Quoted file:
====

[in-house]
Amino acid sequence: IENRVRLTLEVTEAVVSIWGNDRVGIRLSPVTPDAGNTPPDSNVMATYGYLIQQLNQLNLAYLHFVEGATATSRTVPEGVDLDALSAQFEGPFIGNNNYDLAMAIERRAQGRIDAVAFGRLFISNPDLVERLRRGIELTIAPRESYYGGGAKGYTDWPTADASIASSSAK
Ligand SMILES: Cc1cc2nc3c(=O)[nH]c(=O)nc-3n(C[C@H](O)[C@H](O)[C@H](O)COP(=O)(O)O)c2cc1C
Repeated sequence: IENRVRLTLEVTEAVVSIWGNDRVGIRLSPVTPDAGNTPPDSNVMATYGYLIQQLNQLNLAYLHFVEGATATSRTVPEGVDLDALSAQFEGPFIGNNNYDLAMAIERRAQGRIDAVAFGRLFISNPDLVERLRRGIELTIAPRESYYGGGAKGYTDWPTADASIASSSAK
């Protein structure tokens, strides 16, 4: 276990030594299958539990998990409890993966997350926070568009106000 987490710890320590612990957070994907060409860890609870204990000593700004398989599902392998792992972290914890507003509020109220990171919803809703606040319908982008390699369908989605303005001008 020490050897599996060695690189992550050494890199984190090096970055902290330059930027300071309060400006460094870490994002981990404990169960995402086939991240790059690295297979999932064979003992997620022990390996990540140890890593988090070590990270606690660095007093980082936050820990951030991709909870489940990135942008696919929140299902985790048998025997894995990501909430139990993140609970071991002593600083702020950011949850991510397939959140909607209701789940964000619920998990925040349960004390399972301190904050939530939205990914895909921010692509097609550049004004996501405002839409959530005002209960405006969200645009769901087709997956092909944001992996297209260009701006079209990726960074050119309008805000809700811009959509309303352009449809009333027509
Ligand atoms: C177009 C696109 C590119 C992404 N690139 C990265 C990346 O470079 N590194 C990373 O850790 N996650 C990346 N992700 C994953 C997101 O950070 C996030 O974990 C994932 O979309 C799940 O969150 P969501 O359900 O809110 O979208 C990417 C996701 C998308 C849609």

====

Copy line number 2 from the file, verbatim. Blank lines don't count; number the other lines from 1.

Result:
Amino acid sequence: IENRVRLTLEVTEAVVSIWGNDRVGIRLSPVTPDAGNTPPDSNVMATYGYLIQQLNQLNLAYLHFVEGATATSRTVPEGVDLDALSAQFEGPFIGNNNYDLAMAIERRAQGRIDAVAFGRLFISNPDLVERLRRGIELTIAPRESYYGGGAKGYTDWPTADASIASSSAK